Andrew Bryan, now a free man, moved freely about town and "gathered toward him many influential friends; and, therefore,

through Messers. William Bryan and James Whitfield, as trustees, he purchased Lot No. 7, Middle Oglethorpe Ward for thirty pounds sterlig from Matthew and Catherine Mott.” 21 A family residence was built on this lot for Andrew Bryan and in 1795 a church was completed. The present day First Bryan Baptist Church stands on the parcel of land and it is “believed to be one of the oldest – perhaps the oldest – piece of property in the United States in continuous black ownership.” 22

In May of 1790, the First African Baptist Church was admitted into the old Georgia Baptist Association at its session at Brier Creek, Burke County and was “the only strictly [Negro] church in that body until 1794.” 23 On April 5, 1802, the First African Baptist Church united with the Savannah Baptist Church and the Newington Baptist Church in forming the Savannah River Baptist Association. 24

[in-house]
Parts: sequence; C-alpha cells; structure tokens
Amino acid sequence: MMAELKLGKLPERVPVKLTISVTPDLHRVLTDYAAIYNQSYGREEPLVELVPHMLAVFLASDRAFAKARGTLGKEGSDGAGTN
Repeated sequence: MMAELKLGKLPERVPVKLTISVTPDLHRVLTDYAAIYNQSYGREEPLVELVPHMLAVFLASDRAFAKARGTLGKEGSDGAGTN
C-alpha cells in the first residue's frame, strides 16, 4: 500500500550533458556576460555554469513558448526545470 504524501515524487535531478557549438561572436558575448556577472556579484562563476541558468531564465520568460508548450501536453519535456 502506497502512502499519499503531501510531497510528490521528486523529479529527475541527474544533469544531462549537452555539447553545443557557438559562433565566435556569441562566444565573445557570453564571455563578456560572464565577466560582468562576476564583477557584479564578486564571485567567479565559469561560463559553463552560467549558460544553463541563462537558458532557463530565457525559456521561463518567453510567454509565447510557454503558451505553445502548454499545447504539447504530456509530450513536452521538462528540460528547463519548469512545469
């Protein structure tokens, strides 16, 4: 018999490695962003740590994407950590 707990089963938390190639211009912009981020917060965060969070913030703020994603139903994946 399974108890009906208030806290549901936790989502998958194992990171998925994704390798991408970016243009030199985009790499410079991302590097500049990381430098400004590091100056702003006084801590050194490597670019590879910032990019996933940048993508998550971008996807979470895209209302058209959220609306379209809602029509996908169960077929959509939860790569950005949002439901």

In spite of much opposition the church grew and prospered. Andrew Bryan pastored the church for 24 years despite being ordained at the age of 72. He was described by Dr. Henry Holcombe, a contemporary, in the following manner:

“Andrew Bryan not only honorably obtained liberty but a handsome estate. His fleecy and well set locks have been bleached by eighty winters; and dressed like a bishop of London, he rides, moderately corpulent, in his chair, and, with may features of jetty hue, fills any person to whom he gracefully bows with pleasure and veneration, by displayig in smiles even rows of natural teeth white as ivory, and a pair of fine black eyes sparkling with intelligence, benevolence and joy.” 25